Le cannabis is known for its marked effects on the human body. Sometimes considered as a huge opportunity, sometimes demonized, it largely owes its reputation to a family of molecules that act directly on the body: cannabinoids. But is hemp really the only plant species to produce it? The answer is in fact sharper than it seems, but there is undoubtedlyother plants with similar effects ! A brief overview.
Cannabinoids and phytocannabinoids: what's the difference?
The term phytocannabinoids comes in opposition to that ofendocannabinoids, molecules with identical effects, but produced by animals and humans and not by plants. Phytocannabinoids are also distinguished from artificial cannabinoids, or synthetic, also produced by humans, but this time in the laboratory and not naturally. They are therefore quite simply cannabinoids produced by plants.
Phytocannabinoids, endocannabinoids and artificial cannabinoids are therefore all indiscriminately cannabinoids. The qualifier added to them only mentions where they are produced. In all cases, these are chemicals capable ofactivate our endocannabinoid system (SEC), intervening in particular inbalance of our nervous system and our immune system.
The best known of these are the Δ9‐Tetrahydrocannabinol (THC) and cannabidiol (CBD). However, there are dozens of them, certainly even hundreds, all having more or less marked and diverse effects on our body.
What about cannabimetics in all of this?
It is also not uncommon to read or hear the term cannabimimetics. It is simply a term created to refer to molecules whose composition strangely resembles that of cannabinoids, so much so that they can also act on the endocannabinoid system. As they “mimic” the effects of cannabinoids, we readily speak of mimicry, which earned them their name.
The term experienced some popularization after the publication of a study published in 2010 by the British Journal of Pharmacology entitled Phytocannabinoids beyond the cannabis plant - do they exist? ("Phytocannabinoids beyond the cannabis plant - do they exist?). Their study proved that the SEC can be activated by other molecules than endocannabinoids (cannabinoids produced by the human body) or the now known cannabinoids produced by cannabis (CBD, THC and many others).
Some protein, acidsbut also terpenes can thus interact with one and / or the other of the SEC sensors (called CB1 and CB2), for more or less marked effects. This is what is often worth the reputation of other plants for producing cannabinoids. In fact, it is more accurate to speak of cannabimetics.
Flowers, herbs, mushrooms: some varieties producing cannabinoids (or almost)
Whatever name we give them, many varieties of plants, and even fungi, are able to act on our body through the SEC. Here are a few examples.
Asteraceae (flowers of the daisy family)
If their name may be unknown to you, you have certainly seen them in a garden. Asteraceae are indeed very common because of their very decorative pink petals. Originally from the United States, they are nevertheless known beyond their aestheticism since they can activate CB2 receptors thanks to their anti-inflammatory properties similar to those of THC.
The reputation of chocolate as a provocator of pleasure is well established. It is mainly due to the properties of cocoa, containing in particular what is commonly called " happiness molecule ". It is more preciselyanandamide, a neurotransmitter acting on memory, emotions or motor activity.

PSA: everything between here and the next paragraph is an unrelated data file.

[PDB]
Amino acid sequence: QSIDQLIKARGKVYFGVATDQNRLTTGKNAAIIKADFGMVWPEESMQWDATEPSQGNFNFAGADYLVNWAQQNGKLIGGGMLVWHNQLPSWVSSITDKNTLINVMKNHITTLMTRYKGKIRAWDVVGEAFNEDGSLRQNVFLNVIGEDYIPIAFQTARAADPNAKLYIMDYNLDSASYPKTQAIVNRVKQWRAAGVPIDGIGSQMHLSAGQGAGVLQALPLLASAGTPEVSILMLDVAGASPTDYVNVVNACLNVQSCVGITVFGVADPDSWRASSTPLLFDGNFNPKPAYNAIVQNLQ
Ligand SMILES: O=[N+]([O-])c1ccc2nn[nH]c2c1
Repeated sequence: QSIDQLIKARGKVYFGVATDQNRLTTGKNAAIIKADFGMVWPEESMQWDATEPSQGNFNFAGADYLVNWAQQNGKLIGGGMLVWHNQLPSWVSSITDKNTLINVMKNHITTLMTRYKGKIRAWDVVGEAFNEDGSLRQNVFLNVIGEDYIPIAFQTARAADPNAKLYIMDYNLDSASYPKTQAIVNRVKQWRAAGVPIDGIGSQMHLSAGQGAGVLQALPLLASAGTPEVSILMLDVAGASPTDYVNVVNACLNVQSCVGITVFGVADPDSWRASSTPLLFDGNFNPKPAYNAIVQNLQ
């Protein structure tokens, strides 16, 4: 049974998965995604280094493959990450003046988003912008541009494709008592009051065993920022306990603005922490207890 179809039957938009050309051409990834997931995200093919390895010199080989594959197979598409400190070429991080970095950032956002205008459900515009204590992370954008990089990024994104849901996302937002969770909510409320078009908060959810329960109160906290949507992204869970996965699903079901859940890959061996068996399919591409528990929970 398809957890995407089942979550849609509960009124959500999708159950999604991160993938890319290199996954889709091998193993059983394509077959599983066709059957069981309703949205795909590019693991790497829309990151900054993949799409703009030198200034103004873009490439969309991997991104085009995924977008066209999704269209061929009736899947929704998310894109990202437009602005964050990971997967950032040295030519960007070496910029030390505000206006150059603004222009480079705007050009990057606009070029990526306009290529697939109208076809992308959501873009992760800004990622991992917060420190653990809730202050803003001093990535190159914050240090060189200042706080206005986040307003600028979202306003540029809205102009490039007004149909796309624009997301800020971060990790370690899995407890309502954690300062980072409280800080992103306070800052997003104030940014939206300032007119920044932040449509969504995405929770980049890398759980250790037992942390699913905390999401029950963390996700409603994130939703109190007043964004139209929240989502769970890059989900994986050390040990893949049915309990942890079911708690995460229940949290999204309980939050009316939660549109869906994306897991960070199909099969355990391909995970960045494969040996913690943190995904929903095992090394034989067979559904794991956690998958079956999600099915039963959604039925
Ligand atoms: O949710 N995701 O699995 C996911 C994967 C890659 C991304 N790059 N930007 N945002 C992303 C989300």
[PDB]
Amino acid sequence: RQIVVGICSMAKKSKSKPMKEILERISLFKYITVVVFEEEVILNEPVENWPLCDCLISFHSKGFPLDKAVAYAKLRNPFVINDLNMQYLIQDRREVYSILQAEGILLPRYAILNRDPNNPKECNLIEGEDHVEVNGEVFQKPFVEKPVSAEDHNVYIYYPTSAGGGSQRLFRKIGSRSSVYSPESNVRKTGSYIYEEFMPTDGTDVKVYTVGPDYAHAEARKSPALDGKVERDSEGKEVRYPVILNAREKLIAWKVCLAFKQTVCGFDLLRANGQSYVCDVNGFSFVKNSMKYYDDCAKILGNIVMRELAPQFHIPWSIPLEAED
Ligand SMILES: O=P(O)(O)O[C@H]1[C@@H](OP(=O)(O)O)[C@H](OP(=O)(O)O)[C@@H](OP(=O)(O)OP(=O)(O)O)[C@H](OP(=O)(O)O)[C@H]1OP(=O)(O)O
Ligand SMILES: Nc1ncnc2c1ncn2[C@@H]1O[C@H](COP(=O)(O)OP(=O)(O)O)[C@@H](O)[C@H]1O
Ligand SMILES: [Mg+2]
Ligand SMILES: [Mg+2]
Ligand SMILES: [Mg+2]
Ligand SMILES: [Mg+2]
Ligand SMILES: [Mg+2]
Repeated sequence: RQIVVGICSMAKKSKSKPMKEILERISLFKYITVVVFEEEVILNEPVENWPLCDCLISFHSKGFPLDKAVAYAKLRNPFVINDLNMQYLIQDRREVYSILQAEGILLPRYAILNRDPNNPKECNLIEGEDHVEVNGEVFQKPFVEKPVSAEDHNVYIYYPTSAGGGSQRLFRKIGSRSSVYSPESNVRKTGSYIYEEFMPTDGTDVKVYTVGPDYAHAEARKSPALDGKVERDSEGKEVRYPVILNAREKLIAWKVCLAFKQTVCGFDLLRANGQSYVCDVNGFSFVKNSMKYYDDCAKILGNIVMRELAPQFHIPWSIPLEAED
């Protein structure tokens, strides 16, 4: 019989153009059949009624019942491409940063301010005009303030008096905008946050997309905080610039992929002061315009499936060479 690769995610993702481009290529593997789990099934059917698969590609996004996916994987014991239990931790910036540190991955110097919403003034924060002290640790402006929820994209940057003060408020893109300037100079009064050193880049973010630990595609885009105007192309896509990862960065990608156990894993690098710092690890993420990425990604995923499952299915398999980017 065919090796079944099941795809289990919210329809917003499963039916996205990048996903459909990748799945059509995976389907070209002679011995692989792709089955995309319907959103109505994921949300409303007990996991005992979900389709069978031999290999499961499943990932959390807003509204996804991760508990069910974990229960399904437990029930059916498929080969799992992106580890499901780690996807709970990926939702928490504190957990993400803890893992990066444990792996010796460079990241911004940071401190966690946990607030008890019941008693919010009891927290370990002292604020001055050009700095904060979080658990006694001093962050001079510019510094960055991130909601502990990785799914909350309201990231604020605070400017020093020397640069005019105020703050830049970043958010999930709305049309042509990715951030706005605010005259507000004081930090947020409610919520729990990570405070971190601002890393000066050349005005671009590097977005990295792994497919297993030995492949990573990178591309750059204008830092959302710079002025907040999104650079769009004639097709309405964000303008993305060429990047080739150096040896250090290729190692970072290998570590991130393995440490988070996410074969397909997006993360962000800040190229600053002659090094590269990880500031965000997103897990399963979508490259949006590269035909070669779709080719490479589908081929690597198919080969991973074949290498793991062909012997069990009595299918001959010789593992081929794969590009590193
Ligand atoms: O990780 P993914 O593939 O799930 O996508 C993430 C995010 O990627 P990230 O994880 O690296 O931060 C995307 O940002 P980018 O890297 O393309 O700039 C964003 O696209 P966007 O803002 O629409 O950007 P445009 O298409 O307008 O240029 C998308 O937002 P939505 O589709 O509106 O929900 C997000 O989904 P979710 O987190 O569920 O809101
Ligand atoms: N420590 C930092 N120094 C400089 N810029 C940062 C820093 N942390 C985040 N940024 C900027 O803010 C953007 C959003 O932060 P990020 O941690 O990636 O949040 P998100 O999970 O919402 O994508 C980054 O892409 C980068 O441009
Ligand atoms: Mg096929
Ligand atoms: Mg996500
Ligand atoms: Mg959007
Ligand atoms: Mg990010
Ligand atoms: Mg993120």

La black truffle, contrary to what its taste suggests, has points in common with cocoa. Much older than hemp, this fungus nevertheless produces, according to Italian researchers, a happiness provoking molecule able to bind to CB1 receptors.
Many cult cannabis strains are distinguished by pronounced notes of pepper. More than a coincidence in terms of flavors, pepper and hemp actually share a common terpene: beta-caryophyllene, known for its powerful and very special smell. It is also renowned for its anti-inflammatory qualities. It is therefore little wonder that early studies suggest that it would be able to bind to CB2 receptors.
Bad reputation of cannabis: why is it the only one to suffer from it?
Le cannabis is by far the plant that has the the most abundant and varied cannabinoid production. Although its side effects appear to be less than some of the examples cited above, it is also the most stigmatized. The fault is undoubtedly marked effects and, above all, its worldwide fame.
Only a limited segment of the world's population consumes it. However, there is not a country, not a culture, which does not have knowledge of the plant and its effects. The other varieties presented here, on the contrary, have only one more anecdotal production of cannabimimetics, and especially characteristics little known to the general public, or only locally. The long tradition of domestication, cultivation and hybridization of hemp throughout the world owes it its (good or bad) reputation throughout the world.
Le development of the legal cannabis market now encourages the arrival on the market of new varieties rich in CBD and almost devoid of THC. In promoting beneficial effects of one (appeasement, relaxation, pain relief) and erasing the planing effects as well as the addictive nature of the other, the cannabis light could well finally allow cannabis to get rid of its bad reputation.
The decades to come should therefore be decisive in terms of the way we look at the plant, and perhaps also allow us to benefit from the virtues of other plants still too little known.